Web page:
ALBANY, N.Y. (NEWS10) — Pandemic-era emergency allotment for Supplemental Nutrition Assistance Program (SNAP) benefits comes to an end in February, raising concern for organizations like No Kid Hungry New York, who say taking away added benefits could cause more food insecurity statewide, especially among families.
“Children who have three meals a day grow up to be stronger, they have better attendance rates, they have better health outcomes,” Rachel Sabella, Director of No Kid Hungry New York, said. “When they don’t have regular access to nutrition, it can impact them in a challenging way.”
The federal government created an emergency allotment for SNAP recipients in March 2020, providing an average of $90 per person, per month, making a difference for families struggling with inflation and the rising cost of food.
The program was supposed to continue through the end of the COVID-19 emergency, set to end in May, but Congress ended it early through a 2022 omnibus spending package.
With those benefits expiring, advocates are now turning to the 2024 New York State budget for assistance, fighting for funding free breakfast and lunch for all students in schools and for the Know-Up program, which helps people enroll in SNAP benefits across the state.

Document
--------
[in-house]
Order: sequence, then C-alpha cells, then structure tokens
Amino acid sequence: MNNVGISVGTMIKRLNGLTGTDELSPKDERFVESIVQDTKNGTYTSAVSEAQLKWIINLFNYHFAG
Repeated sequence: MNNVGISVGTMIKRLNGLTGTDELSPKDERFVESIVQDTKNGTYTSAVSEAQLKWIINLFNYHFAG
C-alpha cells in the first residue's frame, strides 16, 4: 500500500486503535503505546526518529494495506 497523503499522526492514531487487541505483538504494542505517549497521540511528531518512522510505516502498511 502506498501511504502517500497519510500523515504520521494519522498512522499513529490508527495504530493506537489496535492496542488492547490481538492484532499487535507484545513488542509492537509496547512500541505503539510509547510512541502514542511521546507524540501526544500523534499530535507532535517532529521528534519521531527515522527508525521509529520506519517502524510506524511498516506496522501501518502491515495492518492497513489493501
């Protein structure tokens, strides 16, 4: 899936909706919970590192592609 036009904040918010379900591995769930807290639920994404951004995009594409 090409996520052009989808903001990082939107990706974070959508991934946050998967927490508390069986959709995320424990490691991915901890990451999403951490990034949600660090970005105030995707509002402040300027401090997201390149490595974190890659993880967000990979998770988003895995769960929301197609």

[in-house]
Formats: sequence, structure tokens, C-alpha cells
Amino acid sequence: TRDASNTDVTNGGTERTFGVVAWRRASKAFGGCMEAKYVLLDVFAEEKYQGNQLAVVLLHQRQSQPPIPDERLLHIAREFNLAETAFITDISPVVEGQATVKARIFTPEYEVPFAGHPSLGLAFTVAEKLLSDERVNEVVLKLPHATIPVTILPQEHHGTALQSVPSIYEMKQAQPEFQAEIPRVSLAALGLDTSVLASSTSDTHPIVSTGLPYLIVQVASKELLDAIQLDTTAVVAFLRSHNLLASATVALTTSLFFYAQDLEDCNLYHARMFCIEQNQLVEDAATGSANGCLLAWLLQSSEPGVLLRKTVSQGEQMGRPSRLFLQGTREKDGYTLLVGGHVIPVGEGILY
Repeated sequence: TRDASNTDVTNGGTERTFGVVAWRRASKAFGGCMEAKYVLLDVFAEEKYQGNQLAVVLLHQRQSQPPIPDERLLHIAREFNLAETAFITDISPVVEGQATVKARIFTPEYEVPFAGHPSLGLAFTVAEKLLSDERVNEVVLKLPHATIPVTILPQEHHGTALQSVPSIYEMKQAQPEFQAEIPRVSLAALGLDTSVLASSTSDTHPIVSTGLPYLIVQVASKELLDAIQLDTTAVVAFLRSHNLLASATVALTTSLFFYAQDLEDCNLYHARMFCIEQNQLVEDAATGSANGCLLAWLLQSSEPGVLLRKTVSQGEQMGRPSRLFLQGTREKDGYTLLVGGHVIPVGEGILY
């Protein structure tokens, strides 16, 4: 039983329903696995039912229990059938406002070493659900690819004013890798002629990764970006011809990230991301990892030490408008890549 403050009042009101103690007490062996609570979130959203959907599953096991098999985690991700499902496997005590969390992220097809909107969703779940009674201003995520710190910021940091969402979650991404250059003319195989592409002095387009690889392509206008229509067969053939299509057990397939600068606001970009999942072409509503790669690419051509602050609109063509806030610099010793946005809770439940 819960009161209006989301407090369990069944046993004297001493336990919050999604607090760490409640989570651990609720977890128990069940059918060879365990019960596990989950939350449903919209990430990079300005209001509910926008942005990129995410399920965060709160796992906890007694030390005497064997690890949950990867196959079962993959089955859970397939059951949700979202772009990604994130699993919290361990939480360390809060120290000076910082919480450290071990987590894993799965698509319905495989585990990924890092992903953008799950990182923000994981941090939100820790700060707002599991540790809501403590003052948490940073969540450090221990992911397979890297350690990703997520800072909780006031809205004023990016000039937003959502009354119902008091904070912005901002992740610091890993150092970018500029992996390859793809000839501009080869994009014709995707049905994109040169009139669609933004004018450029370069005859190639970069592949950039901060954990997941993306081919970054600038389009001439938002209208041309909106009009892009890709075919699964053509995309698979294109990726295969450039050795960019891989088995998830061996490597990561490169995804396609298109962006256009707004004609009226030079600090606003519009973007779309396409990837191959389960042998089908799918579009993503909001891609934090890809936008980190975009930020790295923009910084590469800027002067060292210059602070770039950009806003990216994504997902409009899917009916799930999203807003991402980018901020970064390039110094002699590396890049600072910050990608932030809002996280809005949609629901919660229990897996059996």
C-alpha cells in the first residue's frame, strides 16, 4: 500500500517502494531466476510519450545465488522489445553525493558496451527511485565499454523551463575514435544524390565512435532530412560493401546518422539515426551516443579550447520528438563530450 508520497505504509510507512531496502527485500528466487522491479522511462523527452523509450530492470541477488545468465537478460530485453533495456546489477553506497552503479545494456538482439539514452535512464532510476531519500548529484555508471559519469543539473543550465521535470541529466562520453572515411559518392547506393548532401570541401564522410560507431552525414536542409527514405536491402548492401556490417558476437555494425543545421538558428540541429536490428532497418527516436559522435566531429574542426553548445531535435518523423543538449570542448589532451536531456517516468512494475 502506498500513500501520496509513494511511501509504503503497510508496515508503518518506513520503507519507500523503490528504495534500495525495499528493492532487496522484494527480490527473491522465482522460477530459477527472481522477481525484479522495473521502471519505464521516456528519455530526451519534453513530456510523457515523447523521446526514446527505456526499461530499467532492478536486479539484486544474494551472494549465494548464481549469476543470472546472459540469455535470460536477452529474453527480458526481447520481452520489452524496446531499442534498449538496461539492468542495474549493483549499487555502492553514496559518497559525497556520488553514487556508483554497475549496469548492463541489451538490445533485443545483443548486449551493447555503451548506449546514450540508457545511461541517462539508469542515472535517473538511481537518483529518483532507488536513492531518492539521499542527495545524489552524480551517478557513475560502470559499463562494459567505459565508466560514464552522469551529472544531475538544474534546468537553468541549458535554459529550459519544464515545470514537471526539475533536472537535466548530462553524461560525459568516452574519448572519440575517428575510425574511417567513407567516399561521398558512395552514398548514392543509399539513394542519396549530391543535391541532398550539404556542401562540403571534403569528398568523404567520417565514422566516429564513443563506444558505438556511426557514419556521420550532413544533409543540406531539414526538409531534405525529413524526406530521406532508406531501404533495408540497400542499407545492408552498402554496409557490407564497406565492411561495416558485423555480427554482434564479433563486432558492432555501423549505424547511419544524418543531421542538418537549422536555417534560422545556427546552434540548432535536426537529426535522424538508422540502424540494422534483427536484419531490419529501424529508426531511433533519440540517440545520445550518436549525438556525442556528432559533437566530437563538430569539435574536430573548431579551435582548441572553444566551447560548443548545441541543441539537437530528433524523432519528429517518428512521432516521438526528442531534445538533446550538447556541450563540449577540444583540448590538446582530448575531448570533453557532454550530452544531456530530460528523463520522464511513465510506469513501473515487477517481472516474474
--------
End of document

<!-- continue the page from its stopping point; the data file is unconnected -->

“For people who may have lost their benefits or for benefits that may have been reduced, this program will help them to go over their income and see if they are eligible for something different,” Sabella said.
The NYS Office of Temporary and Disability Assistance, and No Kid Hungry New York, are urging New Yorkers impacted by the change to seek other assistance options through food pantries and other programs like WIC, state coupons and utility assistance.
“If their rent went up, if their income went down even slightly, they may be eligible for a benefit change and they’re not aware of that,” Sabella said. “We want families to do that, there are free tax services available across the State of New York, that’s another great way to go in and make sure they’re getting all available tax credits to help them.”